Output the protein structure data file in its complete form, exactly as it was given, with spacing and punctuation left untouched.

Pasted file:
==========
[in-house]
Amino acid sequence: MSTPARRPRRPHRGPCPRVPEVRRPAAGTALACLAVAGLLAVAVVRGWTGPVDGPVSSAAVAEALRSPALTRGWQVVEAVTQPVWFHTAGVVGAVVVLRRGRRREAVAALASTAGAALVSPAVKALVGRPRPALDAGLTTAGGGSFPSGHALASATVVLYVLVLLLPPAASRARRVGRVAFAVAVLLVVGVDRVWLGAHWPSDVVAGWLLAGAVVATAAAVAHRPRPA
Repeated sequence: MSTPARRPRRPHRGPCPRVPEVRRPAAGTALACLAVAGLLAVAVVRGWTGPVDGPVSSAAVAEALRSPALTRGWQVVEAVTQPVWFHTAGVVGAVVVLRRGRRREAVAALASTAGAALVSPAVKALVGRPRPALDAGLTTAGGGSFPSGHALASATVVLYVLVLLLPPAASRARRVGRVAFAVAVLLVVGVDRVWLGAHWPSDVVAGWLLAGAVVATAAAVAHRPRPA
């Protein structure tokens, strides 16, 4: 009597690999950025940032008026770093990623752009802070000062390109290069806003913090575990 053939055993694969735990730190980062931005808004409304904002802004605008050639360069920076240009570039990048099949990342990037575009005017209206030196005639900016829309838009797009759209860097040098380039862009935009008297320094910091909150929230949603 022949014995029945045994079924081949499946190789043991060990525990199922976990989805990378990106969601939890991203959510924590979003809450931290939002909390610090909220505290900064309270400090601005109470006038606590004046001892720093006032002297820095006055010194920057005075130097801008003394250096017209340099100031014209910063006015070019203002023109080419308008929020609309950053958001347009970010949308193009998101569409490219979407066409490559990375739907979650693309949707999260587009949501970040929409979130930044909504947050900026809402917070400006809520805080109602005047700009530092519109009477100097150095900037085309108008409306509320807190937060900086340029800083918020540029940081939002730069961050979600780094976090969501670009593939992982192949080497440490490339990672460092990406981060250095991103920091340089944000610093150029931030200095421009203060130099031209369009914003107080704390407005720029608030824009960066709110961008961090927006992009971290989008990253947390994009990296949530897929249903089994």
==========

[in-house]
Amino acid sequence: MSTPARRPRRPHRGPCPRVPEVRRPAAGTALACLAVAGLLAVAVVRGWTGPVDGPVSSAAVAEALRSPALTRGWQVVEAVTQPVWFHTAGVVGAVVVLRRGRRREAVAALASTAGAALVSPAVKALVGRPRPALDAGLTTAGGGSFPSGHALASATVVLYVLVLLLPPAASRARRVGRVAFAVAVLLVVGVDRVWLGAHWPSDVVAGWLLAGAVVATAAAVAHRPRPA
Repeated sequence: MSTPARRPRRPHRGPCPRVPEVRRPAAGTALACLAVAGLLAVAVVRGWTGPVDGPVSSAAVAEALRSPALTRGWQVVEAVTQPVWFHTAGVVGAVVVLRRGRRREAVAALASTAGAALVSPAVKALVGRPRPALDAGLTTAGGGSFPSGHALASATVVLYVLVLLLPPAASRARRVGRVAFAVAVLLVVGVDRVWLGAHWPSDVVAGWLLAGAVVATAAAVAHRPRPA
């Protein structure tokens, strides 16, 4: 009597690999950025940032008026770093990623752009802070000062390109290069806003913090575990 053939055993694969735990730190980062931005808004409304904002802004605008050639360069920076240009570039990048099949990342990037575009005017209206030196005639900016829309838009797009759209860097040098380039862009935009008297320094910091909150929230949603 022949014995029945045994079924081949499946190789043991060990525990199922976990989805990378990106969601939890991203959510924590979003809450931290939002909390610090909220505290900064309270400090601005109470006038606590004046001892720093006032002297820095006055010194920057005075130097801008003394250096017209340099100031014209910063006015070019203002023109080419308008929020609309950053958001347009970010949308193009998101569409490219979407066409490559990375739907979650693309949707999260587009949501970040929409979130930044909504947050900026809402917070400006809520805080109602005047700009530092519109009477100097150095900037085309108008409306509320807190937060900086340029800083918020540029940081939002730069961050979600780094976090969501670009593939992982192949080497440490490339990672460092990406981060250095991103920091340089944000610093150029931030200095421009203060130099031209369009914003107080704390407005720029608030824009960066709110961008961090927006992009971290989008990253947390994009990296949530897929249903089994």